What's Real Research?

March 13, 2007

Qualitative research, doesn’t tell us what is going on, at best it gives us some ideas about what might be happening. And it does this in a way that may help to trigger a new way to define or crack a problem in the planner’s mind but is laughable as a means for making critical business decisions.

I don’t often come across posts that make me splutter and mutter at the screen but this post from Adlierate (via The Art of Conversation) had just that affect on me. Has Richard looked at the differences between quantitative and qualitative research methodologies? Is he a subscriber to the adage that if you can’t count it, it doesn’t count? A central concern of a quantitative approach is the generation of findings which are generalised, replicable, test theory and privilege objectivity. A qualitative approach to research views data as emergent; privileges primacy of interpretation; facilitates hypothesising in the service of theory building and seeks to generate theory from data.
I’m currently researching a Doctorate using the principles of Grounded Theory (Strauss and Corbin, 1998) a research method in which theory is arrived at through the data. The data I’m generating are very different from and yet aligned with those collected by quantitative researchers in the same area. I’m interested in looking at the meaning that is made of the phenomenon in business life, not only an academic definition of a theoretical concept. In my mind there’s no competition when it comes to which methodology works best for the task at hand. My approach is conversational, semi-structured, flexible in order to include as many types of data as possible and most importantly reflexive – I take account of my intrusion into and impact on the study by virtue of asking the questions.

So from now on I am going to reserve the name research for the real deal – actual data that reports on reality.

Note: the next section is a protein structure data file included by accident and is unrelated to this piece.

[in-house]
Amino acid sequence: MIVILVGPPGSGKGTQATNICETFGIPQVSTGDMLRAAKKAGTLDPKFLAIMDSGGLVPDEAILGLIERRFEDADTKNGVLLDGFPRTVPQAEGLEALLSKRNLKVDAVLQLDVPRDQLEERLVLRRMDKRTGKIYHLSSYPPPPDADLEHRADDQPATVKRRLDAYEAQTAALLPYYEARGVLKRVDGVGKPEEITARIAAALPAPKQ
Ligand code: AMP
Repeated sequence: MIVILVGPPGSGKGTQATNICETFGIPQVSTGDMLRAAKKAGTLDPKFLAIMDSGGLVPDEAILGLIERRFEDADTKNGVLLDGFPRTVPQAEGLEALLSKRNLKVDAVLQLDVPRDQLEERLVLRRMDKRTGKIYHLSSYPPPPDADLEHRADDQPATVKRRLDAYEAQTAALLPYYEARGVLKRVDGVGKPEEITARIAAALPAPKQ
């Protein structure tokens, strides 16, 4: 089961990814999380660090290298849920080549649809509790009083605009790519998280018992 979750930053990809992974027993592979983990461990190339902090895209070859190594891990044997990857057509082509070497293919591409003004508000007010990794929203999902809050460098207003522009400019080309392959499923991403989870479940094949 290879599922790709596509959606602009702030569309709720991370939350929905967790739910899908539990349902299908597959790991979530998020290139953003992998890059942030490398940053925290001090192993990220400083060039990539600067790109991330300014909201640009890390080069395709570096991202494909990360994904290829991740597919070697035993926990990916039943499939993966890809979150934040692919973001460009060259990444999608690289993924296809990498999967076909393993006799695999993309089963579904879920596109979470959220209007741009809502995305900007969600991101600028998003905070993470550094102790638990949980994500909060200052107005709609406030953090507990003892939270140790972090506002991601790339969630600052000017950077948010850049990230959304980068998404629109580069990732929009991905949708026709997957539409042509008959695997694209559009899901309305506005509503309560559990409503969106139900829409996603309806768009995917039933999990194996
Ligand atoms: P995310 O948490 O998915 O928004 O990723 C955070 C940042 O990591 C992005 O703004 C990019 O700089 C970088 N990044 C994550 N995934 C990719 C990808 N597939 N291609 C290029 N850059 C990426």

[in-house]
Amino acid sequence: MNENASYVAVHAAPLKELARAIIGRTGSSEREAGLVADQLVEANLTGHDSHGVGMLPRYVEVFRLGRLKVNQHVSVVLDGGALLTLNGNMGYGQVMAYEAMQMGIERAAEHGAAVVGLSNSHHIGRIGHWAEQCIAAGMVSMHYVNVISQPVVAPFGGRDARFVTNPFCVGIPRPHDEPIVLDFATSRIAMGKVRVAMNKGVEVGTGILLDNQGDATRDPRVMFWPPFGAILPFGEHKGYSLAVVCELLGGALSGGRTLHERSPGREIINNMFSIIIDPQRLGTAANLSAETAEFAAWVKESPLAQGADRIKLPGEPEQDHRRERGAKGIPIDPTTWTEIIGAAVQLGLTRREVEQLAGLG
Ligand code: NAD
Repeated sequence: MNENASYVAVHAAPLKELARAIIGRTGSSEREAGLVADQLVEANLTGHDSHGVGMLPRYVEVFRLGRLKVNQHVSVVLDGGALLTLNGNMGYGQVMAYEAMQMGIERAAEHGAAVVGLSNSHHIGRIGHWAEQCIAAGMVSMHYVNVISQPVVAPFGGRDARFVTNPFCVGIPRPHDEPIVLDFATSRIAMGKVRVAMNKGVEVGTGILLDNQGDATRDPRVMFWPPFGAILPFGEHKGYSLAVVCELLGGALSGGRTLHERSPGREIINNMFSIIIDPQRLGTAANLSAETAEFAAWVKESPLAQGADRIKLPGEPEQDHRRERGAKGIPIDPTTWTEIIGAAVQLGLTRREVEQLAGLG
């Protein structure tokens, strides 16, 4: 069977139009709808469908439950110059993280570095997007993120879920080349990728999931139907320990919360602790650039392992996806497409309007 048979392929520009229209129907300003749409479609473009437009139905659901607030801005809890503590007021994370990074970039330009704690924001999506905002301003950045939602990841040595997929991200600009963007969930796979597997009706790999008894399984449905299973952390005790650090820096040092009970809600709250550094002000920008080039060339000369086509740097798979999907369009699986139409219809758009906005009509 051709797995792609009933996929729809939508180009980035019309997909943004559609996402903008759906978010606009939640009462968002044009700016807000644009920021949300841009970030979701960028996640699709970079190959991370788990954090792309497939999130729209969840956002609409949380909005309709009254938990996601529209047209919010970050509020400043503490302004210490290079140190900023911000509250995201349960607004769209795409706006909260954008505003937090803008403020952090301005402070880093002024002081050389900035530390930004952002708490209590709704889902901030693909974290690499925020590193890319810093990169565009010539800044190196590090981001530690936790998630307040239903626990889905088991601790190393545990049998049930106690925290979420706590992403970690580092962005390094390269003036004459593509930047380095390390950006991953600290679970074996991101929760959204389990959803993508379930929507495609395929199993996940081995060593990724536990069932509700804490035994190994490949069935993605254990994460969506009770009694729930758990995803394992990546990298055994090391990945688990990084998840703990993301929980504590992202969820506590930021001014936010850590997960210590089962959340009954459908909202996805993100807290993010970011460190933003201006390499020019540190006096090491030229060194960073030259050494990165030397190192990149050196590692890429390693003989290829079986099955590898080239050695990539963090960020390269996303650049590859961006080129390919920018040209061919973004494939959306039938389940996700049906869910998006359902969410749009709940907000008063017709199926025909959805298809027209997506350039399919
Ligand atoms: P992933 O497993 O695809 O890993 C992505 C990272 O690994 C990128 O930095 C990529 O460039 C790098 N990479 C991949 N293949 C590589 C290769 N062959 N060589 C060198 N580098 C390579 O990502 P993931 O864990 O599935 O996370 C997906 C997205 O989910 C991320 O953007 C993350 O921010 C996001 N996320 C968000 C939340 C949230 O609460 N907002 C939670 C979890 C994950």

In a comment on this post Richard says

I should explain that my issue is not with qualitative research though, in a sense it got caught in the cross fire – think of it as polemic collateral damage.

Well I don’t think this is acceptable – too often qualitative is thrown around like it’s some subservient methodology and as a short hand for “not good enough”…Of course it’s not good enough if you don’t really know what you’re talking about in the first place. Perhaps the issue here is with good and bad research not quantitative and qualitative. In scapegoating the latter what’s really being avoided is poor research conducted from a quantitative perspective. Could I respectfully suggest that Richard’s post may be suffering from a little of that itself?

2 People reacted on this

  1. I think that one of the issues is that clients buy qualitative research as a cheaper and more flexible version of quant, ie as generating findings which are generalised, replicable, and “objective”, since it derives from “real people”. Richard is actually a fan of qual (sometimes/mostly)and his real beef is with poor quality quantitative research. I agree with your suggestion that the real distinction is between good and bad research, but in the case of qual, who is defining and safeguarding what is good qual research?

  2. Isn’t peer review an apt and appropriate way of keeping tabs on what’s “good” and “not”? I also don’t understand why qual (thanks for the shorthand, it’s killing me typing all those “t”s) should be any more cheaper than quant research…maybe the researchers are the ones who are undervaluing in the first place?

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